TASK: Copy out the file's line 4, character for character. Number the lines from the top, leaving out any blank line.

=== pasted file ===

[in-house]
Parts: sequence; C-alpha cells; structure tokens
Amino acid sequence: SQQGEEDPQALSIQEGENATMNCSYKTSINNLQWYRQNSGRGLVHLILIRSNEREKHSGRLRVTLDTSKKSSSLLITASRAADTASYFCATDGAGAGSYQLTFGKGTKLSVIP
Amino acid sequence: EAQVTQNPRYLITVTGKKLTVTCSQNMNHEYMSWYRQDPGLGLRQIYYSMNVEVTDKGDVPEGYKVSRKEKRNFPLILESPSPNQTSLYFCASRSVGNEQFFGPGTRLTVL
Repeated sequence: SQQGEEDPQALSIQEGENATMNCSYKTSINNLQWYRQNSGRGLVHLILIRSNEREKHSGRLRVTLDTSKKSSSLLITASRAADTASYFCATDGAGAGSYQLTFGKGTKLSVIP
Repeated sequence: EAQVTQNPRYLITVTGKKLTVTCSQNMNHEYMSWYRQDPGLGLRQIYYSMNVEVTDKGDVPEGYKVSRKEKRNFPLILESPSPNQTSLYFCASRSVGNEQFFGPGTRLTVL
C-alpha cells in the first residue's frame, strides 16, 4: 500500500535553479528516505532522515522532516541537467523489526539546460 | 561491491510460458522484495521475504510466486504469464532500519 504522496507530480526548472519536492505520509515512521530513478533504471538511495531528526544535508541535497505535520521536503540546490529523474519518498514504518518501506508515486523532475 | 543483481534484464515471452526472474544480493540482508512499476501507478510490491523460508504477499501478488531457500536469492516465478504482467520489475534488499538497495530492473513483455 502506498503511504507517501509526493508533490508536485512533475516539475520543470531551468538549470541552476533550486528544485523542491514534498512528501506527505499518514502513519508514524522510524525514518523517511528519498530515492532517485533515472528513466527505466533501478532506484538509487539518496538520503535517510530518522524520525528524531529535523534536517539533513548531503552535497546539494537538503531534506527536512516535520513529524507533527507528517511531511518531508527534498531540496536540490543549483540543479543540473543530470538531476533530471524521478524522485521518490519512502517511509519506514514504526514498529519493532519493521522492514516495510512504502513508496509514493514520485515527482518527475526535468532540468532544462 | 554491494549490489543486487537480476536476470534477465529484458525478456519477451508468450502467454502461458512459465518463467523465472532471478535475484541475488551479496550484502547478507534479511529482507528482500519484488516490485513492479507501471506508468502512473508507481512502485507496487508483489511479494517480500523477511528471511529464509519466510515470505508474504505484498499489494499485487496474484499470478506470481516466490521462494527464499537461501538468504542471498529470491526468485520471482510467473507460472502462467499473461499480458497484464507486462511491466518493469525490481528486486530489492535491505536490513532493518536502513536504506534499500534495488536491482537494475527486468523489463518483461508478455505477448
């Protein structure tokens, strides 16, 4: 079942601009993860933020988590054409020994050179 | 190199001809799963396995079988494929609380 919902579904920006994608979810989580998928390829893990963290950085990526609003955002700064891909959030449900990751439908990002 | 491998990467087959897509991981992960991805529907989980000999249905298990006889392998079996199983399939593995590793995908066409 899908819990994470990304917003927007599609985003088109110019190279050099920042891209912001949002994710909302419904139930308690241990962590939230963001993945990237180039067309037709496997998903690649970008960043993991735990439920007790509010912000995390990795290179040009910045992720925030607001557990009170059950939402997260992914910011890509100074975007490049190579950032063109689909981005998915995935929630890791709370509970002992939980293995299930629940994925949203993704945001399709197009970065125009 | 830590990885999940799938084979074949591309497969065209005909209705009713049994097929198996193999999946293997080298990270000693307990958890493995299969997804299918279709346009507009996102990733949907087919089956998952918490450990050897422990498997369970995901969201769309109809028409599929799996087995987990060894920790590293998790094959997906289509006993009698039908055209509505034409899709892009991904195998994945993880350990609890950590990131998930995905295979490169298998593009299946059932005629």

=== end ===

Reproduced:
Amino acid sequence: EAQVTQNPRYLITVTGKKLTVTCSQNMNHEYMSWYRQDPGLGLRQIYYSMNVEVTDKGDVPEGYKVSRKEKRNFPLILESPSPNQTSLYFCASRSVGNEQFFGPGTRLTVL